Maureen

    I am a born New Englander from New Hampshire and Massachusetts and I grew up and have lived old milltowns myself. Whilst they are quaint and have now been recycled into housing, schools and art galleries they are a reminder of times gone by and of a damn hard life. The paper mills are mainly in Northern New England and as dangerous as the Monsanto company in their own right. The town of Mexico Maine and I bet you can go from one end to the other with your eyes closed. This book is about the auth I am a born New Englander from New Hampshire and Massachusetts and I grew up and have lived old milltowns myself. Whilst they are quaint and have now been recycled into housing, schools and art galleries they are a reminder of times gone by and of a damn hard life. The paper mills are mainly in Northern New England and as dangerous as the Monsanto company in their own right. The town of Mexico Maine and I bet you can go from one end to the other with your eyes closed. This book is about the author Keri Arsenault and how they slowly became ill from the papermill in their town of Mexico Maine. A whopper of a heartbreaking true story with a dickensenian feel. And it reminded me also of the coalines. A great new voice has risen from the paper ashes like a phoenix! Loved it and have sincere admiration for the people of "down east" Maine as the natives call it. 5 stars and recommending it to my bookstore clientele, friends and family.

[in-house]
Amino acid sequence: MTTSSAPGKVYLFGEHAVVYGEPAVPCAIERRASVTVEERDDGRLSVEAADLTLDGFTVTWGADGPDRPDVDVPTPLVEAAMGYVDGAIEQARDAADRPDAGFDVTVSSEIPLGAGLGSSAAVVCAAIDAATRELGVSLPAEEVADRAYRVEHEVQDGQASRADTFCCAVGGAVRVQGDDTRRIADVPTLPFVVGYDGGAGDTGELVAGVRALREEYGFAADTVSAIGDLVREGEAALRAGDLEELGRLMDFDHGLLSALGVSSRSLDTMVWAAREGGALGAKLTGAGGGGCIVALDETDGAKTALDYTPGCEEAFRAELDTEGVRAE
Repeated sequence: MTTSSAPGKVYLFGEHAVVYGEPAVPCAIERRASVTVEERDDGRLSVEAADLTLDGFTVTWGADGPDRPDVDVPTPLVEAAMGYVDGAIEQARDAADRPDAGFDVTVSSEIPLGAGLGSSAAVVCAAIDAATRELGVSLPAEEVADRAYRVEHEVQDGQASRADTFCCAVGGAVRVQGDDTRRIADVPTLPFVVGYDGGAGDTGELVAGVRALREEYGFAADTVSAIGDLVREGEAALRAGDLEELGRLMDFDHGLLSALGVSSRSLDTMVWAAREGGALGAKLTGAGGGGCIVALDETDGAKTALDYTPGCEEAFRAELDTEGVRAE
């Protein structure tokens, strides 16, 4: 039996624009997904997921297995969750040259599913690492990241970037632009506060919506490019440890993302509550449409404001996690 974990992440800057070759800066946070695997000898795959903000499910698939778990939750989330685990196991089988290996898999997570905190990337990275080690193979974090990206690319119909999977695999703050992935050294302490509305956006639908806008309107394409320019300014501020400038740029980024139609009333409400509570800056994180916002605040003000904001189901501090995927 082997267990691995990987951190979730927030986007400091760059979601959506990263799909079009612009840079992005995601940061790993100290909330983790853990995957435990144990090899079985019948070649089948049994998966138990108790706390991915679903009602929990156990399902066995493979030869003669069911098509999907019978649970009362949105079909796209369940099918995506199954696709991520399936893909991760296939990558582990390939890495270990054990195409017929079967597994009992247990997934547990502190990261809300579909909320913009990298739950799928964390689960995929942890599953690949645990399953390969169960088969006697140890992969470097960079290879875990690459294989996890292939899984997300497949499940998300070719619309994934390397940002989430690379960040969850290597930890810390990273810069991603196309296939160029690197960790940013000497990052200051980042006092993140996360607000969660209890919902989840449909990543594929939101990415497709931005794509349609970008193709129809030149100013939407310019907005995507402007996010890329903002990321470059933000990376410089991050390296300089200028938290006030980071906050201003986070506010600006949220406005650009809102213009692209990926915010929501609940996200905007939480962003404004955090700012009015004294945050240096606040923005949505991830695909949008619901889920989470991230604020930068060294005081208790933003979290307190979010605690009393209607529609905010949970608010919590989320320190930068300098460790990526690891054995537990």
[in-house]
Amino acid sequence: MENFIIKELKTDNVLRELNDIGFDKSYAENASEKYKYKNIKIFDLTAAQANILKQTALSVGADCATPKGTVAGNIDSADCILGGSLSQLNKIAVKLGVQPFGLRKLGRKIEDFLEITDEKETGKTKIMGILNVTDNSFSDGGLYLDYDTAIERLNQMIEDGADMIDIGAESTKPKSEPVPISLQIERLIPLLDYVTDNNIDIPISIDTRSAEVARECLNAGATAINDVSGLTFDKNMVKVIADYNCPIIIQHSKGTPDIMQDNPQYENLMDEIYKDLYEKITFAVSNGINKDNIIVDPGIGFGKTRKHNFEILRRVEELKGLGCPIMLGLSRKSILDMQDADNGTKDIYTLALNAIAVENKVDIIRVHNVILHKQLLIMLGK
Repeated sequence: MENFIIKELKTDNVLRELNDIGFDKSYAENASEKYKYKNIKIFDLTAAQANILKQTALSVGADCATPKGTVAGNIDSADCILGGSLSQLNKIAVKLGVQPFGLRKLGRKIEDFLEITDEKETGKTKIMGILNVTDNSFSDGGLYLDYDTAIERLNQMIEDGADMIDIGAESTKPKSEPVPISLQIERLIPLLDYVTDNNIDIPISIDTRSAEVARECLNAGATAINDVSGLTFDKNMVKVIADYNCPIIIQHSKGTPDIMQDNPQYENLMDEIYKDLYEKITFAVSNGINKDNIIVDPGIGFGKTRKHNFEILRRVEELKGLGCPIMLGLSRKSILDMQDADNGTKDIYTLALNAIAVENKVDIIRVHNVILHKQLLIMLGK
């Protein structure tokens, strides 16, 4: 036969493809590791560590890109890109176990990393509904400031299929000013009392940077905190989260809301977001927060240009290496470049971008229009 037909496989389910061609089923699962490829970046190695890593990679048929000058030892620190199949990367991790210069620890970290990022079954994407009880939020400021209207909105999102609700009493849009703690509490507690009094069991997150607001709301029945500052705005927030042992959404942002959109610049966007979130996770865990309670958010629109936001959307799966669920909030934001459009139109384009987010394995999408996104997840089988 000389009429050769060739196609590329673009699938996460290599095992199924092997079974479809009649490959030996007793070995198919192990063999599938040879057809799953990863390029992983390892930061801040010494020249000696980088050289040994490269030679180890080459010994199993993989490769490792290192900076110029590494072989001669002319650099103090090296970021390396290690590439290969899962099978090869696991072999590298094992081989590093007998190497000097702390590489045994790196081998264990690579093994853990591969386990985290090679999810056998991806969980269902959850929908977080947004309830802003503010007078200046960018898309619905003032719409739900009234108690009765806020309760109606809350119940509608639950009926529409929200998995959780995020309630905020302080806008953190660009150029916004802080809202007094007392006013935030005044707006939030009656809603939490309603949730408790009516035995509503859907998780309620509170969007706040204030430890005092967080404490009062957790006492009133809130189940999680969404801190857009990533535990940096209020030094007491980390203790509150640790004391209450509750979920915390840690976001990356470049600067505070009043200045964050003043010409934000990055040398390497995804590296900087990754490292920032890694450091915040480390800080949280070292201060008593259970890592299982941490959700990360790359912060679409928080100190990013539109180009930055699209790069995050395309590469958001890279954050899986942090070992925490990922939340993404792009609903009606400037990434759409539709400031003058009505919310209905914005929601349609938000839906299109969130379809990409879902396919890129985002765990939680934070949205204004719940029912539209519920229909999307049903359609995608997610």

11. 4 out of 5

    Sherree Craig